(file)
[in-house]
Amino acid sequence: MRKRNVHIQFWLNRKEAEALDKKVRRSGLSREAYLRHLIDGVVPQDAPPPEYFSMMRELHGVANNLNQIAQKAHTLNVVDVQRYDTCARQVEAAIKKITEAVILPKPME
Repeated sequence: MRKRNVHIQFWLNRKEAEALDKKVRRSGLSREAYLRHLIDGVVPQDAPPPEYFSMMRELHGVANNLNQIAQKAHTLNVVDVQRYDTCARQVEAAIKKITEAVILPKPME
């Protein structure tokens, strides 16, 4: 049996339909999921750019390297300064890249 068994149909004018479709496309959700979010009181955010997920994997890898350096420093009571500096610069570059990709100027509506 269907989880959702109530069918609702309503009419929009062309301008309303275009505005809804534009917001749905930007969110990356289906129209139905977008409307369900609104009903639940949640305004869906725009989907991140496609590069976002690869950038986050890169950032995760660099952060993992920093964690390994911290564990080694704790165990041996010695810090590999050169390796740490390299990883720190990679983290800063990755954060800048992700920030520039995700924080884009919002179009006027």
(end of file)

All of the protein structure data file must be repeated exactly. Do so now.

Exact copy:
[in-house]
Amino acid sequence: MRKRNVHIQFWLNRKEAEALDKKVRRSGLSREAYLRHLIDGVVPQDAPPPEYFSMMRELHGVANNLNQIAQKAHTLNVVDVQRYDTCARQVEAAIKKITEAVILPKPME
Repeated sequence: MRKRNVHIQFWLNRKEAEALDKKVRRSGLSREAYLRHLIDGVVPQDAPPPEYFSMMRELHGVANNLNQIAQKAHTLNVVDVQRYDTCARQVEAAIKKITEAVILPKPME
């Protein structure tokens, strides 16, 4: 049996339909999921750019390297300064890249 068994149909004018479709496309959700979010009181955010997920994997890898350096420093009571500096610069570059990709100027509506 269907989880959702109530069918609702309503009419929009062309301008309303275009505005809804534009917001749905930007969110990356289906129209139905977008409307369900609104009903639940949640305004869906725009989907991140496609590069976002690869950038986050890169950032995760660099952060993992920093964690390994911290564990080694704790165990041996010695810090590999050169390796740490390299990883720190990679983290800063990755954060800048992700920030520039995700924080884009919002179009006027």